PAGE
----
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  • About
  • The Global ETD Search service is a free service for researchers to find electronic theses and dissertations. This service is provided by the Networked Digital Library of Theses and Dissertations.
    Our metadata is collected from universities around the world. If you manage a university/consortium/country archive and want to be added, details can be found on the NDLTD website.

Die Wirkung von cis-Dichlorodiamminplatin (II) auf das Fibrosarkom SSK 2 der C3H-Maus Monotherapie, Kombinationstherapie, Proliferationskinetik /

Höglmeier, Friedrich, January 1983 (has links)
Thesis (doctoral)--München, 1983.


Kong, Bao January 2015 (has links)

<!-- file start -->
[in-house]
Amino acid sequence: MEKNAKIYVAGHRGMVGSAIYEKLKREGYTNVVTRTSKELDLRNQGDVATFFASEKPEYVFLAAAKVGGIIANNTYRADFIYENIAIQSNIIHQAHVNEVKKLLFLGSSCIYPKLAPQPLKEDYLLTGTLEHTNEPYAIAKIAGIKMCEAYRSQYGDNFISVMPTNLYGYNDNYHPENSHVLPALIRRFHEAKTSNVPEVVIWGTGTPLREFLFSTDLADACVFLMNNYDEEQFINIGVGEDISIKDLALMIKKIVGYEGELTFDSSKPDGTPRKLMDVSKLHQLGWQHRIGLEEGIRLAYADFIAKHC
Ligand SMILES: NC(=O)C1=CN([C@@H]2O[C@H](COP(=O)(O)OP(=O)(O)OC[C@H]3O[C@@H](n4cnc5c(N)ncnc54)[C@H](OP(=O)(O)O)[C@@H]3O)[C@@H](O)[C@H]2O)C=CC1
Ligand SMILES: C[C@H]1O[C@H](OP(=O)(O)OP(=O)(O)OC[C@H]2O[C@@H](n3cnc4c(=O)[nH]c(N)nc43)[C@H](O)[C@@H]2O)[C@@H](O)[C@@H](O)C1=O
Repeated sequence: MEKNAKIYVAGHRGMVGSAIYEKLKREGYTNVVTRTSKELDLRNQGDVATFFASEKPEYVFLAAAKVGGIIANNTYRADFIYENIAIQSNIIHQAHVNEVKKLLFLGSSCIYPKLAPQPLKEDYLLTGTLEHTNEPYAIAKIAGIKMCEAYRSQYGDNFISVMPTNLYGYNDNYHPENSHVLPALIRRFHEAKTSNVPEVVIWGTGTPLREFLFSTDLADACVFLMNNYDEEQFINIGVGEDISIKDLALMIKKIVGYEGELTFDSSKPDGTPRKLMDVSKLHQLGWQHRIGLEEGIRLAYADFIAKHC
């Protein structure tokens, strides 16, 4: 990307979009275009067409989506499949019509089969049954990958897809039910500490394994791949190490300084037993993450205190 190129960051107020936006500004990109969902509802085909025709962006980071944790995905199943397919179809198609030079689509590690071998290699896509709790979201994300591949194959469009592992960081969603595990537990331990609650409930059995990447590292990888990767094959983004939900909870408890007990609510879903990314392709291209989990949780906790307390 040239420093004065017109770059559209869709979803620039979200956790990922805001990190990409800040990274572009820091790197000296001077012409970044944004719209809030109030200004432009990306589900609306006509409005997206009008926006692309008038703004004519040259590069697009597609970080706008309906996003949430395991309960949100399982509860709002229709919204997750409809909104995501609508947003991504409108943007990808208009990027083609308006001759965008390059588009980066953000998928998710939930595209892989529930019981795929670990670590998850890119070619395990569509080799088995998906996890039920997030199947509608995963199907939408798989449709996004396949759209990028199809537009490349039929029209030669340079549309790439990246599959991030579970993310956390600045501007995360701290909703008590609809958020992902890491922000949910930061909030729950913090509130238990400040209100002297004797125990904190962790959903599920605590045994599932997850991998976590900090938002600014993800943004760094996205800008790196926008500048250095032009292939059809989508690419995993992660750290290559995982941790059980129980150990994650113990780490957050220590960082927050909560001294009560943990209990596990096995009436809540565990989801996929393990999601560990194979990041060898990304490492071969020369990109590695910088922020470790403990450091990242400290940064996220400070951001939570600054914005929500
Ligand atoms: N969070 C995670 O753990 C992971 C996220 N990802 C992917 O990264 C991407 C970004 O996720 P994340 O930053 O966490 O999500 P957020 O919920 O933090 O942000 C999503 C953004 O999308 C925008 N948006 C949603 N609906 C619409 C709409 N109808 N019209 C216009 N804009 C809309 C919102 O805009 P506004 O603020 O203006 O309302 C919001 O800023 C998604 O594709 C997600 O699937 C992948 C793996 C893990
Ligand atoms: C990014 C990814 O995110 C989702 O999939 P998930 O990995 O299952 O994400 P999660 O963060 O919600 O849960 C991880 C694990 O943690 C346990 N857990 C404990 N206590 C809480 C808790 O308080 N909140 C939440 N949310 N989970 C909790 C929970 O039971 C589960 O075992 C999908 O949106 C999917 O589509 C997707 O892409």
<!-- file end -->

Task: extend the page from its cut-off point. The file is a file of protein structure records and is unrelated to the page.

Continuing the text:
Cervical cancer (CECA) and ovarian cancer (OVCA) rank first and third in the number of new cases diagnosed among gynecologic cancers,and chemoresistance severely limits their treatment success. The underlying mechanism of chemoresistance is multi-factorial and partly due to defects in drug-induced apoptosis. Cisplatinum (CDDP) -induced, p53-mediated mitochondrial cell death is controlled by Akt and is a determinant of chemosensitivity in gynecologic cancer cells. Mitochondria dynamics (fusion and fission) are involved in the regulation of mitochondria-mediated apoptosis. The tumor suppressor prohibitin 1 (Phb1) is involved in long from Opa1 (L-Opa1) processing and p53-regulated apoptosis. Whether mitochondrial fusion protein Opa1 and its protease Oma1 as well as Phb1 are involved in the regulation of chemoresistance in CECA and OVCA cells are not known. The overall objective of my research is to increase the current understanding on the regulation of mitochondrial dynamics and on its role in chemoresistance in gynecologic cancer cells. We hypothesize that CDDP induces Phb1 binding to phosphorylated p53 (p-p53) and Bak, resulting in Bak activation and mitochondrial outer membrane permeabilization (MOMP). These responses also induce Oma1-mediated Opa1 processing, mitochondrial fragmentation and apoptosis but are inhibited by high Akt level in chemoresistant cells. Here we present evidence that CDDP induces Oma1 activation, L-Opa1 processing and mitochondrial fragmentation in chemosensitive but not in chemoresistant cells. Silencing p53 expression attenuated CDDP-induced L-Opa1 loss, mitochondrial fragmentation and apoptosis in chemosensitive cells, while reconstitution of p53 in p53-deficient (mutant or null) chemoresistant cells induced Oma1 activation, L-Opa1 processing and changes in mitochondrial dynamics irrespective of the presence of CDDP. In response to CDDP, p-p53 (ser15) dissociates Phb1 from Opa1-Phb1 complex and binds to Bak in chemosensitive but not chemoresistant cells. Inhibition of Akt is required for CDDP to induce L-Opa1 processing, mitochondrial fragmentation and apoptosis in chemoresistant cells. Our study suggests a mechanism that p53 regulates L-Opa1 processing and mitochondrial fragmentation in chemosensitive cells induced by CDDP, while this pathway is suppressed in chemoresistant cells. Dysregulated mitochondrial dynamics may in part be involved in the pathophysiology of CDDP resistance. Inhibiting Akt activity and inducing Opa1 processing may serve as novel therapeutic strategies for these gynecologic cancers.